Mumbai: India’s real estate market is likely to continue to remain sluggish in the quarter ending 30 June and developers may have to drop prices to revive demand for offices and homes, according to industry reports and analysts.
The real estate sector remained weak in the year ended 31 March as investors, buyers and tenants kept away from a market that is bearing the brunt of delays in approvals, rising construction costs and high interest rates. New investments in the real estate sector across India slumped by about 55% in the March quarter to Rs.42,000 crore from Rs.92,600 crore in the corresponding period last year, according to a 6 May report by industry lobby group, Associated Chambers of Commerce and Industry of India or Assocham.
Slowing economic growth over the past year continues to take a toll on rental demand, according to a commercial property survey on 7 May by the Royal Institution of Chartered Surveyors (RICS) India, a qualification and standards body for the real estate and construction sector. The supply of office properties from developers is likely to increase further in the April-June quarter. The rental market saw demand rising modestly in the first three months of 2013 but “the development starts remained broadly flat in first quarter (January-March) of fiscal 2014, with anecdotal evidence suggesting financing is still an issue”, the survey noted.
In a 24 April survey, real estate consultant Jones Lang LaSalle (JLL) showed that cost management was a top business challenge for office occupiers and 45% of the organizations have reduced office space per employee recently.
“Developers within the commercial space are facing problems of funding. India has not been able to attract a lot of foreign investments in comparison to other countries such as China and Malaysia within the region,” said Simon Rubinsohn, chief economist at RICS. “Ongoing issues such as high inflation, large budget deficit and the slow pace of regulatory reforms are weighing down on business sentiment.”
According to a 25 March report by Cushman and Wakefield, the market witnessed institutional sales (excluding apartments) of Rs.12,800 crore, concentrated in commercial development sites and office segment including stand-alone and pre-leased office buildings. “Investors are waiting for the right opportunity and currently the market is not conducive,” said Sanjay Dutt, executive managing director, South Asia at real estate consultant Cushman and Wakefield. He added developers will have to make meaningful price adjustments to revive sentiments.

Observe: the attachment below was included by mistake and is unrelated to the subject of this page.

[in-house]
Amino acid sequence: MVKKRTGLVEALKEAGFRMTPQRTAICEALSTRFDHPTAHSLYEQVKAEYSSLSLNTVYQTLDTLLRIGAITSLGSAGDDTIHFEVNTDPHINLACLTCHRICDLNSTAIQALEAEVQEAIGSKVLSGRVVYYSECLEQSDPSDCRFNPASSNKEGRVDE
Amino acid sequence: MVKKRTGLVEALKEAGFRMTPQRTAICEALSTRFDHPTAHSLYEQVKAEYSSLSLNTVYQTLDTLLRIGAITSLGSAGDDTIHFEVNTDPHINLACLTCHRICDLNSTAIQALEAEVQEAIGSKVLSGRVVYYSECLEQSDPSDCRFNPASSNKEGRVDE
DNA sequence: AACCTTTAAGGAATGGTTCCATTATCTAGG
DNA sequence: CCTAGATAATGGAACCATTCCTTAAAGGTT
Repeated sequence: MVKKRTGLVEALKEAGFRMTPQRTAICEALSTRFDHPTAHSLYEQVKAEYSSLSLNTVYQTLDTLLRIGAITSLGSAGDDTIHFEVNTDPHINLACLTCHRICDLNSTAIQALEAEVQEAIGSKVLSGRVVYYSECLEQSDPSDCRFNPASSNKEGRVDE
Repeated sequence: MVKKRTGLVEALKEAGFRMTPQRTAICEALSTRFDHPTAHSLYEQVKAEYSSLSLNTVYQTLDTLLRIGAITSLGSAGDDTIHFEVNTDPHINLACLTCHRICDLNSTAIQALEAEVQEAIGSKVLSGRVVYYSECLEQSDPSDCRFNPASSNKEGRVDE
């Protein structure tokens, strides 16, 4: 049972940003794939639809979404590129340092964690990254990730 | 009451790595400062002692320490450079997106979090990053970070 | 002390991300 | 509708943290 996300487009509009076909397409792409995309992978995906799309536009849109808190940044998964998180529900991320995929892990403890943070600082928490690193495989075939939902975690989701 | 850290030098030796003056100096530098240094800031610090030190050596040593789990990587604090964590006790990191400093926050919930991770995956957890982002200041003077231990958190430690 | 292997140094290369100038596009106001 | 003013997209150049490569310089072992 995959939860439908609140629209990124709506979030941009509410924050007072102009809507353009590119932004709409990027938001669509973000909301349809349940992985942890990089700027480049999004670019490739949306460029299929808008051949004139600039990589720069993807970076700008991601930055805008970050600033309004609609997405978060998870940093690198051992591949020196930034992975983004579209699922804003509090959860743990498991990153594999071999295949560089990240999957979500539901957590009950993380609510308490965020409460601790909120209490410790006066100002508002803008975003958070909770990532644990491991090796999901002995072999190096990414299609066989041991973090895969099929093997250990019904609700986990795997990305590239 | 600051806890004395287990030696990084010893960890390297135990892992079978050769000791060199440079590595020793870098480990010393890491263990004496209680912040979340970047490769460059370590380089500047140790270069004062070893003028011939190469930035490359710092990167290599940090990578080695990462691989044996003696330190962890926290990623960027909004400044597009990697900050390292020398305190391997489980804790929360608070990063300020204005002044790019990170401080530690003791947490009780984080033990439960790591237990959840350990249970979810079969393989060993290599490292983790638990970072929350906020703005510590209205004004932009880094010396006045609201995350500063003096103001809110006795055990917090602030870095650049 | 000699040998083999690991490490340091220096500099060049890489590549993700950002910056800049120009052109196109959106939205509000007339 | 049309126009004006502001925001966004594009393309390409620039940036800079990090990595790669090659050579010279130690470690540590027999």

According to analysts, foreign investors are cautious because of the continued weakness in the Indian rupee which would impact their returns. The rupee has weakened 6.27% against the US dollar in the last fiscal.
Banks have been cautious in lending because of these delays and due to tightening of lending norms by the Reserve Bank of India (RBI). With RBI restricting use of bank debt for land acquisition, equity and mezzanine capital has become the favoured option for such use. As the traditional source of finance dried up, developers approach non-banking financial companies (NBFCs) for short-term debt and private equity (PE) funds.
“Investors are shying away as the returns have become lower. Even private equity investors are ready to take a haircut while exiting,” said Kapoor.
Seeking greater control on projects and higher returns, real estate funds have started venturing into development. Mint reported on 1 May that the Ajay Piramal-backed Indiareit Fund Advisors Pvt. Ltd had started its own property development arm called Address Makers.
“As investors have kept away from the market, it is the end users that dictate (trends in the) market. So there will be downward pressure on price correction and resistance from developers,” said Pankaj Kapoor, managing director at real estate research firm Liases Foras. He added the stagnant phase is going to continue for the next 18 months.
Meanwhile, according to the Assocham report cited above, new investments in Maharashtra’s realty sector have plummeted by over 55% during the last fiscal. The state accounted for about 20% in the total outstanding investments worth over Rs.14 trillion attracted by the real estate sector across India as on 31 March, according to the report. “Maharashtra has fallen back in infrastructure development and overall incentivization of the real estate sector. While the lack of contribution to the real estate sector is not surprising, it can definitely be seen as a wake-up call,” said Anuj Puri, chairman and country head of JLL.
The Mumbai property market will remain subdued in the first half of fiscal 2014 with prices and volumes remaining soft, said a 15 April report by Edelweiss Securities Ltd. It forecast an improvement in the second half (July-December), supported by pent up demand, lower interest rates and economic recovery.